Depending on the model, the cost starts from £3 per hour or £33 per day. Insurance and petrol for 60 miles a day are included in the price, additional miles from 25p (29p for premium vehicles and vans). For motorists in London, your rate also includes the Congestion Charge.
And finding a car locally is as easy as walking down the street to get a cup of coffee. In fact, there are seven times more Zipcar locations than there are Starbucks in London.
The savings are not to be scoffed at – the typical Zipcar member can save over £3,000 annually, compared to the cost of owning their own car.
Find a buddy to cut costs
If you are not ready to let go of your car, why not save money by finding a travelling companion? As there are 38 million empty car seats on the UK’s roads every rush hour, joining a carpooling scheme makes financial sense.
Around 18.6million Brits currently drive to work alone, and fork out an average of £1,700 a year in running costs. But according Inchcape, motorists could more than halve their commuting bill by joining a car share.But according to a recent study, motorists could more than halve their commuting bill by joining a car share.
According to the research, drivers who shared their commute with three other people just three days each week could save an average of £791 each over the course of the year – with that rising to more than £1,000 in certain parts of the UK. And even those who shared just twice a week would save more than £500 over 12 months. Not bad, eh?
And finding a car buddy is easier than you would think. Liftshare.com, for instance, matches people with similar journeys in order to reduce the costs of motoring while alleviating congestion and pollution. What’s more, the site calculates a suggested price per passenger for your journey based on the length of your trip and using HM Revenue and Customs Approved Mileage Payment Allowance. Drivers can adjust the price within a capped window, to ensure passenger costs offset real costs and no profit is made – therefore not invalidating car insurance. The price set by the driver using this system is fixed and non-negotiable, making it simple and transparent for everyone involved.
Save on insurance costs
When it comes to motor cover, it may come as a surprise that single drivers are charged more than those with a spouse – sometimes twice as much.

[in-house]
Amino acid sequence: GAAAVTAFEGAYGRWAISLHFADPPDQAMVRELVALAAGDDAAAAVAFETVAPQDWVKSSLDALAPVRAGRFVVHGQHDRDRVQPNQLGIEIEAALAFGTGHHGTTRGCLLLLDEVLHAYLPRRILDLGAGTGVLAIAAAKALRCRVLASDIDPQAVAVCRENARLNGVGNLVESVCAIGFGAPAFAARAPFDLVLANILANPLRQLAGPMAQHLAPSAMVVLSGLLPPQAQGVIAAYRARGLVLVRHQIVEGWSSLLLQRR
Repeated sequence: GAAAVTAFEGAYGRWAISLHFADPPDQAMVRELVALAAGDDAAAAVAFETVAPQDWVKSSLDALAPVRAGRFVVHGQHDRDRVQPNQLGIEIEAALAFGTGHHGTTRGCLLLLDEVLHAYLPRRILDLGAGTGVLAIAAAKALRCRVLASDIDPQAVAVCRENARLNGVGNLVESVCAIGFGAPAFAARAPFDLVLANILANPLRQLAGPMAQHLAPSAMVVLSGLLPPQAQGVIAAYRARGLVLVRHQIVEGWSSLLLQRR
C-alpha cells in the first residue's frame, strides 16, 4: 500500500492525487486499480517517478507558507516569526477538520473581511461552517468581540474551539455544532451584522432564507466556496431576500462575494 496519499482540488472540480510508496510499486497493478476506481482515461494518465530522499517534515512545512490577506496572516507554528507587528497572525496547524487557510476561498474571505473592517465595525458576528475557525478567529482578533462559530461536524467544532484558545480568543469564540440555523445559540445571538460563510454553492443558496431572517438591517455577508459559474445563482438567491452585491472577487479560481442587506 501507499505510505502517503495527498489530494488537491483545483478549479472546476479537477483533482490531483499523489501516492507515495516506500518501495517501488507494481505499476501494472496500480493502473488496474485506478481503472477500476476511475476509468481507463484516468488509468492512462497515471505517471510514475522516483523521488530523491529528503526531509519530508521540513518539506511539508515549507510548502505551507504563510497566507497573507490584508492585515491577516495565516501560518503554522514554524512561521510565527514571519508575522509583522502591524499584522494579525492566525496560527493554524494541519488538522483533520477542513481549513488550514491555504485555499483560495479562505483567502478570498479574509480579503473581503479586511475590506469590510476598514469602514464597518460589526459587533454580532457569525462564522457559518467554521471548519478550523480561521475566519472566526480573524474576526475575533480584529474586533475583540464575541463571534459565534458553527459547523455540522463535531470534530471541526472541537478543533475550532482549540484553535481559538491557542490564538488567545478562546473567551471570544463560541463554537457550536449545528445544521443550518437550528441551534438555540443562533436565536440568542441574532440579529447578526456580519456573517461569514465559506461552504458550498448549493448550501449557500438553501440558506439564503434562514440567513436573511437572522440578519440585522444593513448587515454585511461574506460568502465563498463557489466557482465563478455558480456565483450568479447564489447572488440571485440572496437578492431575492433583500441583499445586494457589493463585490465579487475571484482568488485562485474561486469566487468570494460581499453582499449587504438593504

Figures show that single men and women pay more for car insurance than their married counterparts – often around £100 a year more according to ComparetheMarket.com.
Married couples are considered less likely to claim because studies show that single drivers are at twice the risk of having an accident behind the wheel compared to people who are living in matrimonial bliss.
If you are not married and want to cut the cost of your insurance, consider adding a friend or flatmate who is a low-risk named driver – typically someone who is older, more experienced and free of recent claims or convictions – to your car insurance policy.
However, resist the temptation to say the low-risk motorists is the main driver as this is known as “fronting” and is against the law.
Avoid the “singles premium”
Holidaying alone can be an expensive business, with many hotels charging a lone traveller the same price as a couple, especially during the school breaks.
Single parents are especially affected. According to an investigation by currency exchange firm FairFX, in peak season a single parent travelling with a child can pay up to £500 more than if they were travelling in a couple
Single travellers argue that this penalises them unfairly, but tour operators justify the charge by saying that the cost of providing a room – heating, lighting, cleaning and so on – is the same regardless of how many people occupy it.
If you are flexible with your dates, you might be able to find a cheaper room if you are prepared to travel out of season, when rates are lower and you can often persuade the hotel to waive the single supplement.